So, we had planed to have a few more little parties with friends but I just couldn’t get behind it after the remodel. (If you didn’t get invited this year this is our official excuse, and… sorry, next year for sure.) Today is the last day of Sukkot and I have another half day off of work for Simchat Torah. This is the celebration of the Torah! Tomorrow I am off work too! The kids have been off of school for two weeks now. I think that they only went to school for two weeks between summer and Rosh Hashanah. Wow, it will be good for them to get back to work on there little futures… Hope everyone had a great holiday season this year,

Love to you all,
Noll’s of Zichron.
(By the way, I found out what Noll means in Hebrew… Weaving Loom, interesting haw?)

Monday, October 1, 2007

Strangers in a Stranger Land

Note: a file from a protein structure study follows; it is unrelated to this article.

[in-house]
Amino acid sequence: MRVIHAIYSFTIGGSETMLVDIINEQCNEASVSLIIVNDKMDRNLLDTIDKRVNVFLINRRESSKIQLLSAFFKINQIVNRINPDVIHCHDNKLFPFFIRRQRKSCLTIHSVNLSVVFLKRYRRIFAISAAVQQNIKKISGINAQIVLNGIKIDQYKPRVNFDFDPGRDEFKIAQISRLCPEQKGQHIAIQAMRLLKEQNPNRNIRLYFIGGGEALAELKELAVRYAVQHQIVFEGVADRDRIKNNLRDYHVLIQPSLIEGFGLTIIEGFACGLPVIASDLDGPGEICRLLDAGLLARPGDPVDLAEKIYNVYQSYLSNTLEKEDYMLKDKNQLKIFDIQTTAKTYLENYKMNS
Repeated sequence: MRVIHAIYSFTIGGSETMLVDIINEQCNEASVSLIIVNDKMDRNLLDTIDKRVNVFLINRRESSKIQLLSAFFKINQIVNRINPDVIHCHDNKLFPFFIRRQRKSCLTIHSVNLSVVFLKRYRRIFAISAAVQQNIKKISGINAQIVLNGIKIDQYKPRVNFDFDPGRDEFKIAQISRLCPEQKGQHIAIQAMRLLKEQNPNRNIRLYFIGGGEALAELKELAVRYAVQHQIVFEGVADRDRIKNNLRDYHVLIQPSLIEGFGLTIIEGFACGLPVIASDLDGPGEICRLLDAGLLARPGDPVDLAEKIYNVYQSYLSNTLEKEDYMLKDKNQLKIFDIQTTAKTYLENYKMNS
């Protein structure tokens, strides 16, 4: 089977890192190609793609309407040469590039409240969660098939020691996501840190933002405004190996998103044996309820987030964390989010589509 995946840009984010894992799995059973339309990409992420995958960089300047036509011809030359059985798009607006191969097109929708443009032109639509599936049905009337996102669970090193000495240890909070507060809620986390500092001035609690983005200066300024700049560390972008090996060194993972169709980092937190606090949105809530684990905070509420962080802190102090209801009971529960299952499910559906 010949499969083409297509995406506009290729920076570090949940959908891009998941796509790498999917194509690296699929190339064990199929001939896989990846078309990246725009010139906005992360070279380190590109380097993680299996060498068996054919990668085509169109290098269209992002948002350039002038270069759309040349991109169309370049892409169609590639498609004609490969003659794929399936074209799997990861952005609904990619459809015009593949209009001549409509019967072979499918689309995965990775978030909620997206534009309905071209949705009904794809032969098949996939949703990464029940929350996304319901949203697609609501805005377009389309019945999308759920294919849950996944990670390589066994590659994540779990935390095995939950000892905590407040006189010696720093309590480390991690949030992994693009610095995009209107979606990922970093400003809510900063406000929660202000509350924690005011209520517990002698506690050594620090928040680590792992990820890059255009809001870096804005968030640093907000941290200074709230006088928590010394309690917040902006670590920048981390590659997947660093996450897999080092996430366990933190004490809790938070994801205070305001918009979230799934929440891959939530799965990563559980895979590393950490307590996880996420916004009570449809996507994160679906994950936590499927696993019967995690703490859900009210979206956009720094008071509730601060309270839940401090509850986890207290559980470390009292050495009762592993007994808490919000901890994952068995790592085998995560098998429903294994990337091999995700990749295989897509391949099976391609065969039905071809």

Even though I am beginning to understand a bit of Hebrew, know what to do in some situations, and am starting to expect certain things from our new life here in HaAretz, I still think of myself as an utter stranger here. On the inside I feel more at home then any other place I have been in on the planet but I suspect that I will always feel like a stranger to some extent in this amazing and crazy land. I have also noticed however, that when I take a moment to really look at the people around me, that everyone else also seems to be a stranger in some indefinable way to there environments. Even the Sabras (born Israelis) seem a little like they are strangers. Now that is a strange word for born Israelis… Sabra. It comes from a cactus plant that is indigenous to Mexico in Northern America. The idea behind this unusual choice of names is that a Sabra is prickly on the outside and soft on the inside. The analogy sure fits, but what about the origination of the plant? I would think they would have picked a plant something like the amazing black iris (iris shakum) that I saw on one of our hikes in the Negev Desert that only blooms for about a month a year and is an endangered species because it really only lives in a tiny little section of the dessert. Or even better, the amazing little red flower (forgot its name) that grows in Israel that, when sectioned and looked at under a microscope, it has the exact shape of a Magan David (Star of David). There are sabra cactus plants here all over the place, even in the shukes (open air markets) where they are de-prickled and served with fresh fruit and watermelons. But that is really beside the point. What I am getting at is that this Country was created out of not only the ashes of a more ancient Country and culture, but that it was created out of the ashes of humanity as well. That is a heavy thing to think about, however it can be looked at from a literal perspective (the Holocaust), or from a more esoteric perspective.